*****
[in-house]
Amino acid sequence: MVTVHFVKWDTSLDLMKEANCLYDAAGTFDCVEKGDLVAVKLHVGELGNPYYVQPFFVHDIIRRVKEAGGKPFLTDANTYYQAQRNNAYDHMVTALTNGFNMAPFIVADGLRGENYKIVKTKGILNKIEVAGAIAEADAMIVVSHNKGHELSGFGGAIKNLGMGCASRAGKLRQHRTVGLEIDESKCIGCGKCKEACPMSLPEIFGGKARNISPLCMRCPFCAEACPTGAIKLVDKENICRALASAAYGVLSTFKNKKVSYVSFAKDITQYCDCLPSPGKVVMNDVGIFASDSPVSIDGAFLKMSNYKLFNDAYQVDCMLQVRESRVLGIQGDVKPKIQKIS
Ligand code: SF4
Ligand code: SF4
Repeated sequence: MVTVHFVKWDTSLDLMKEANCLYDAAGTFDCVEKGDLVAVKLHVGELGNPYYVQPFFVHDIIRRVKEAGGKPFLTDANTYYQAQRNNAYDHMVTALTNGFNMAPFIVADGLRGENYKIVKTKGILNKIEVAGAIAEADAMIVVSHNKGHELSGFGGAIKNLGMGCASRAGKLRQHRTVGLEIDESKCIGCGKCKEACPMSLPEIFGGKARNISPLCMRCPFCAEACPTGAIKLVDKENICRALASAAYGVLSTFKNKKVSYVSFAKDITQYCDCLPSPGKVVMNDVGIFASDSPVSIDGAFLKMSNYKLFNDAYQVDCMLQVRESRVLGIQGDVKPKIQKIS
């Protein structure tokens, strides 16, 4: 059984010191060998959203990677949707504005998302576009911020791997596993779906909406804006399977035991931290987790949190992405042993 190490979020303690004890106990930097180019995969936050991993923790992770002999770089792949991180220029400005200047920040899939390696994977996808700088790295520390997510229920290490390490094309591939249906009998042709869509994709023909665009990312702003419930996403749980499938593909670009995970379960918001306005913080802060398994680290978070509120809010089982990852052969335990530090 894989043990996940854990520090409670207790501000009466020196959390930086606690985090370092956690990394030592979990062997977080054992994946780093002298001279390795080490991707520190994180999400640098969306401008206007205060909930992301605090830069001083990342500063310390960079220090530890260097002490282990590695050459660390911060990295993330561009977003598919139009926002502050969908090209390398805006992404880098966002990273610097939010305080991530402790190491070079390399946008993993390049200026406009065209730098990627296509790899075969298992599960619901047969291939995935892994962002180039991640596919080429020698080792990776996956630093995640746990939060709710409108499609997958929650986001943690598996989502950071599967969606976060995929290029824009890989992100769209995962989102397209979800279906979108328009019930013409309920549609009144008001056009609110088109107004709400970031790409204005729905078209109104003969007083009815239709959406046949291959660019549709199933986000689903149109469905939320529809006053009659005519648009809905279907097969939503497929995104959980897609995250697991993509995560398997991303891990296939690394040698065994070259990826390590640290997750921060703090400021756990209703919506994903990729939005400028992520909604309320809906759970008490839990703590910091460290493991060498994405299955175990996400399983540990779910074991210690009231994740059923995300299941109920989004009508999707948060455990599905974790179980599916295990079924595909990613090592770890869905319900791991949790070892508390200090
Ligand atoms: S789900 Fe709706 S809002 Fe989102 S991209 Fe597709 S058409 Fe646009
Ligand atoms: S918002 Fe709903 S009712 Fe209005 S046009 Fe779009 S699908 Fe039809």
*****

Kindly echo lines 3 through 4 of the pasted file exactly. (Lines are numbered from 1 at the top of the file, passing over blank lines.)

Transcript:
Ligand code: SF4
Ligand code: SF4